I’ve been reading there is a somewhat slight chance that it will die in the Senate, but I’d wager that’s less than 50%.

    T minus 15 days till a 3 day trip to Charleston! Maybe I’ll sit on the IOP beach or Pitt Street Bridge for a while and read Half Way Home!

  8. I will have a gay character in my novel. I based him upon someone I know. The guy is a big ray of sunshine who stands out in a crowd, especially if he flexes his pecs. I once saw him standing at the Prism Comics booth at a comic con, he was carrying a couch … wait, that was his shoulders.

    As a straight guy, I think I might have trouble if I tried to write a gay character otherwise, especially if that character was the main protagonist. Would I be able to get deep enough into his head? I am always asking and listening for female ideas about my superheroine; women will see things I don’t see.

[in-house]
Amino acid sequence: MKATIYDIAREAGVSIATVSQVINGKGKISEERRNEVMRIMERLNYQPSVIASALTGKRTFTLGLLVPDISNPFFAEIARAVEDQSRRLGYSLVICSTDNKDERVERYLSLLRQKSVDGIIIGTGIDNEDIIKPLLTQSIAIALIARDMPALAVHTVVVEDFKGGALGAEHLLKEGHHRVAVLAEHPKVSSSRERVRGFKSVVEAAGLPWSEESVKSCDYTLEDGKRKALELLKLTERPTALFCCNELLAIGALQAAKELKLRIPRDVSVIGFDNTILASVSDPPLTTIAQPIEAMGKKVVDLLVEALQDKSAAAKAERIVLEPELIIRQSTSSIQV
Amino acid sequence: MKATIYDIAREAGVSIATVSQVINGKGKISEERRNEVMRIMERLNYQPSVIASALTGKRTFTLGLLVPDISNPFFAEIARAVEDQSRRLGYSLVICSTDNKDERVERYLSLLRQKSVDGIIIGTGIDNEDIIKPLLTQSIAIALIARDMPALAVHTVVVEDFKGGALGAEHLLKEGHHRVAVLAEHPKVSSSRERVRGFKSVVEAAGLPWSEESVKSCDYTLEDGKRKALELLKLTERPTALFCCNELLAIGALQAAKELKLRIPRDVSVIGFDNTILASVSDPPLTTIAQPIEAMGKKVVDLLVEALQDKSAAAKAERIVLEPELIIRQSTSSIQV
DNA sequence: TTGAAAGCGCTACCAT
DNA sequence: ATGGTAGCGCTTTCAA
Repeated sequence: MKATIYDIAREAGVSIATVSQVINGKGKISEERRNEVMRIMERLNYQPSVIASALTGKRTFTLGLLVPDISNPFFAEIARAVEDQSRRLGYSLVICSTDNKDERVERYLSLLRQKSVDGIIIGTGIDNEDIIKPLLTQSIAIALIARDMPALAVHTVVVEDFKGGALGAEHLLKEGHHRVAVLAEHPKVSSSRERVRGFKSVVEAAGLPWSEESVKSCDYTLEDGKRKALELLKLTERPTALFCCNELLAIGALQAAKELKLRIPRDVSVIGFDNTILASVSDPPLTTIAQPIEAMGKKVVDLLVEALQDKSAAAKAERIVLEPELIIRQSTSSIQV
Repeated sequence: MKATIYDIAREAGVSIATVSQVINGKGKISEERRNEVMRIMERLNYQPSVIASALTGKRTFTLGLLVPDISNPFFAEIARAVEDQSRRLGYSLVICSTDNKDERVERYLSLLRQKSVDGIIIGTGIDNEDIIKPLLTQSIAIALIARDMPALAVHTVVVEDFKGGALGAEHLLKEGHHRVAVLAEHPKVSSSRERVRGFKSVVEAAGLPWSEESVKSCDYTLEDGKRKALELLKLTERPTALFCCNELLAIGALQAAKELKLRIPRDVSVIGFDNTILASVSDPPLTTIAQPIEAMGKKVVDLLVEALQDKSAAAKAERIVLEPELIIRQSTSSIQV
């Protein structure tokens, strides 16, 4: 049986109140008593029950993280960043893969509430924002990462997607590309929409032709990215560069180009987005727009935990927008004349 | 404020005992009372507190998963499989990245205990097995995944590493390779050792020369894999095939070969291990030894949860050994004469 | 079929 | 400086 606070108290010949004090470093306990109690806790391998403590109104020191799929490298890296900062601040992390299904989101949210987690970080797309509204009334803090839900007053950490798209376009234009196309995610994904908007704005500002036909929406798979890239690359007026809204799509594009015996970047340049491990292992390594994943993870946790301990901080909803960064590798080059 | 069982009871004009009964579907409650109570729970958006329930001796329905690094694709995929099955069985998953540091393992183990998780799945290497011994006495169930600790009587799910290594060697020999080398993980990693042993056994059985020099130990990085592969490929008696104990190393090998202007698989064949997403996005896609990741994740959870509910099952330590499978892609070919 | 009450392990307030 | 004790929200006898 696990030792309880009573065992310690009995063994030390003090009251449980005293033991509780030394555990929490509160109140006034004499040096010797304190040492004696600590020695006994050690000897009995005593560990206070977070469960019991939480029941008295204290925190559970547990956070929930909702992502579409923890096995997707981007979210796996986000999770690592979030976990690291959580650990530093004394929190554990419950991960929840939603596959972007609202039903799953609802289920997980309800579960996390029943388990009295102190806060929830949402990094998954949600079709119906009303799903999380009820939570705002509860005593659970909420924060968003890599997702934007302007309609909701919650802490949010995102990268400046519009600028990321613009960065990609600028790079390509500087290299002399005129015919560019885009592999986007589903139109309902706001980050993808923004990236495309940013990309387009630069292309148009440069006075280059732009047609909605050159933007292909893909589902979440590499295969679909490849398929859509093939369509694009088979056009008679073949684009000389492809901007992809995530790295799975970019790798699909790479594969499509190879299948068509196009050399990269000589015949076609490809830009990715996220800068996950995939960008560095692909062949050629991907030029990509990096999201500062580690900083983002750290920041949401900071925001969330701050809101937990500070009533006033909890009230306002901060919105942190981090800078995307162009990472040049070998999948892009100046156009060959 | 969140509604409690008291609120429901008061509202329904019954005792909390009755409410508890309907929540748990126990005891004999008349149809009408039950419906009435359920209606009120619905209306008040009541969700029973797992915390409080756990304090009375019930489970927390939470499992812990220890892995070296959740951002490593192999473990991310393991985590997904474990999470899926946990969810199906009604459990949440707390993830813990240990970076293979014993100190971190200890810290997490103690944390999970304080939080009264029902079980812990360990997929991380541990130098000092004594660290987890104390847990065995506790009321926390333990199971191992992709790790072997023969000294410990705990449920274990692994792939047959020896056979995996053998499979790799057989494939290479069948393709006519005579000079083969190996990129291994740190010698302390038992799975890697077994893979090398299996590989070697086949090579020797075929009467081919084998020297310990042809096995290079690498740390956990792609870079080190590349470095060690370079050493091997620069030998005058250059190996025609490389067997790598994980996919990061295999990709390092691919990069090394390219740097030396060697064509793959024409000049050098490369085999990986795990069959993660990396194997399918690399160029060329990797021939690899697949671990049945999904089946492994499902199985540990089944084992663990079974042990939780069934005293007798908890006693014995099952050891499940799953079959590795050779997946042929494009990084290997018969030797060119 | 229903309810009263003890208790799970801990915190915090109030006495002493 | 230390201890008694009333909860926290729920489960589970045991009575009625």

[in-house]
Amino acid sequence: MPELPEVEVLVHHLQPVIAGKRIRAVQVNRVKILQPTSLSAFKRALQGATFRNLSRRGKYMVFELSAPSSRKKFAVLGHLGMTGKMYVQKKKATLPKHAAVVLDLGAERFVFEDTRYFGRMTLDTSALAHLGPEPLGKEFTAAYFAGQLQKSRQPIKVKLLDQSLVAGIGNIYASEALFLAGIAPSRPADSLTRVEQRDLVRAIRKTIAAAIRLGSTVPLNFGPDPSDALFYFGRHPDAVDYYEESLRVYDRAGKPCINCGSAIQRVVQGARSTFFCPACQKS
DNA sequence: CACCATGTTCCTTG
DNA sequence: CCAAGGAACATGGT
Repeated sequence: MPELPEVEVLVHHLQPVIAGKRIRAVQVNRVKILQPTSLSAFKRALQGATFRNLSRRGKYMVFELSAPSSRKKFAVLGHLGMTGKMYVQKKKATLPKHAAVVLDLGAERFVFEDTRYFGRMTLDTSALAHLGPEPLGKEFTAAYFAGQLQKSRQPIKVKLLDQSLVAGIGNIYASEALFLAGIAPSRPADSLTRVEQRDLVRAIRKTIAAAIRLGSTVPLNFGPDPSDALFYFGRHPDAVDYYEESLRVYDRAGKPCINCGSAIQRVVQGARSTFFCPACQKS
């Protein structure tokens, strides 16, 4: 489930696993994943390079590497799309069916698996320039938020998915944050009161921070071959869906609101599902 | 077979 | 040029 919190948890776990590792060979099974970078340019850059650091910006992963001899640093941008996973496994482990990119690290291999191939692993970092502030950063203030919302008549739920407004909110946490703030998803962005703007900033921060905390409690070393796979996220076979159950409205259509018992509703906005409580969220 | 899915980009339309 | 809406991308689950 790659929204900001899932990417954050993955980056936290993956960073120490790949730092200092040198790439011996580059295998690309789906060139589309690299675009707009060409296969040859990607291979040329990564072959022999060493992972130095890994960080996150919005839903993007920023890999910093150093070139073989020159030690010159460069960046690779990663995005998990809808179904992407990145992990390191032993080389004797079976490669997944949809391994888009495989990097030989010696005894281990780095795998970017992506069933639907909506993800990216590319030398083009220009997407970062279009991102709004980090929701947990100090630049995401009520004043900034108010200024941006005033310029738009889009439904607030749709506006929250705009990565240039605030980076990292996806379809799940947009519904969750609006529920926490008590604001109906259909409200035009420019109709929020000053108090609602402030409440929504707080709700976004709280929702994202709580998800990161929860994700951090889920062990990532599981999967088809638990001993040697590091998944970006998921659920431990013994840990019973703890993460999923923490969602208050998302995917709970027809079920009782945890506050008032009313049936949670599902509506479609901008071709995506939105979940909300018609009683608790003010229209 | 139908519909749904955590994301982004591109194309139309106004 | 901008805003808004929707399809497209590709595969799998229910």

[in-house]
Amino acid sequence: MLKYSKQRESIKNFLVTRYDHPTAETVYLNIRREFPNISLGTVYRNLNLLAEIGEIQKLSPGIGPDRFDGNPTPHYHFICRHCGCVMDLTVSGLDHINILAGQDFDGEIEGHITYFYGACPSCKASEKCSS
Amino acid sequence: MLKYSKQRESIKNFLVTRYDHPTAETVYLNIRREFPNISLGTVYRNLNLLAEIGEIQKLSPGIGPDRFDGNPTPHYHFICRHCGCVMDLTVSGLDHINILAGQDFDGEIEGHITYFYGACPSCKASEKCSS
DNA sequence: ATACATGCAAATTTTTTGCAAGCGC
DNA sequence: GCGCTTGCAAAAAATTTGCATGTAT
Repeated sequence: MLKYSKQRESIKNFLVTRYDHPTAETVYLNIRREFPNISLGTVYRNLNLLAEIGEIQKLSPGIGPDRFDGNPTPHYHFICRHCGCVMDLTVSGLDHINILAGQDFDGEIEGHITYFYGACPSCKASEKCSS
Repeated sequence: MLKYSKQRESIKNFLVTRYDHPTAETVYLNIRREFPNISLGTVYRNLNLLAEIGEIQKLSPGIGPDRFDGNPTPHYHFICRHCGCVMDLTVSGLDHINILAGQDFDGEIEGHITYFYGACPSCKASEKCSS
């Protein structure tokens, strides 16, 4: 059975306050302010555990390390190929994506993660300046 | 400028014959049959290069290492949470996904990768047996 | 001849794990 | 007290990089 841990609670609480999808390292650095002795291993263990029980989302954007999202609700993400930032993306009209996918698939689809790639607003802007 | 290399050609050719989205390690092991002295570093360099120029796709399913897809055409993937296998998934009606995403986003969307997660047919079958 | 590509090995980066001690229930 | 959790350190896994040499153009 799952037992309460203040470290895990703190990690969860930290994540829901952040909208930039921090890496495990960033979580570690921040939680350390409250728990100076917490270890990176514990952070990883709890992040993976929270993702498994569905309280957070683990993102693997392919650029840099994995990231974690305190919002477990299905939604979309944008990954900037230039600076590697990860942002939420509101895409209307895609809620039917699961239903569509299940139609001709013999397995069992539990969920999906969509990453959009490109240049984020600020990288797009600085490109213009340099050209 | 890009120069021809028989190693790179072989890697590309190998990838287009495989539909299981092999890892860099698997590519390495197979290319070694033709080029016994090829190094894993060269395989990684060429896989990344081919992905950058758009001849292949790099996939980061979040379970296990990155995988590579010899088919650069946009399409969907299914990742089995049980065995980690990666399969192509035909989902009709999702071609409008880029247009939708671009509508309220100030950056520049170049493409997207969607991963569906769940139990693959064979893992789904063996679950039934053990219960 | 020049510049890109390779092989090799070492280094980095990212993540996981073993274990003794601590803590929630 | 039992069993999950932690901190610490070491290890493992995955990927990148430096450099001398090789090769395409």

Hugh, did that kind of problem ever happen for you? Or is it going to happen now that I have pointed it out?

    I am in California, and that Prop 8 crap years ago really irked me. It can happen here, in the land of, as Archie Bunker put it, the land of “duh fruits an’ nuts.”

    1. I have a harder time writing straight men.

  9. This is wonderful and I love the notion, but I’d love to see a bigger push to get college aged adults to vote for this very reason.

    Sure, they turn out in drives for the presidential elections, but in laughable numbers when it counts most– the midterm elections.

  10. I love the reminder that the goal is not to WIN over others, but to WIN OVER others.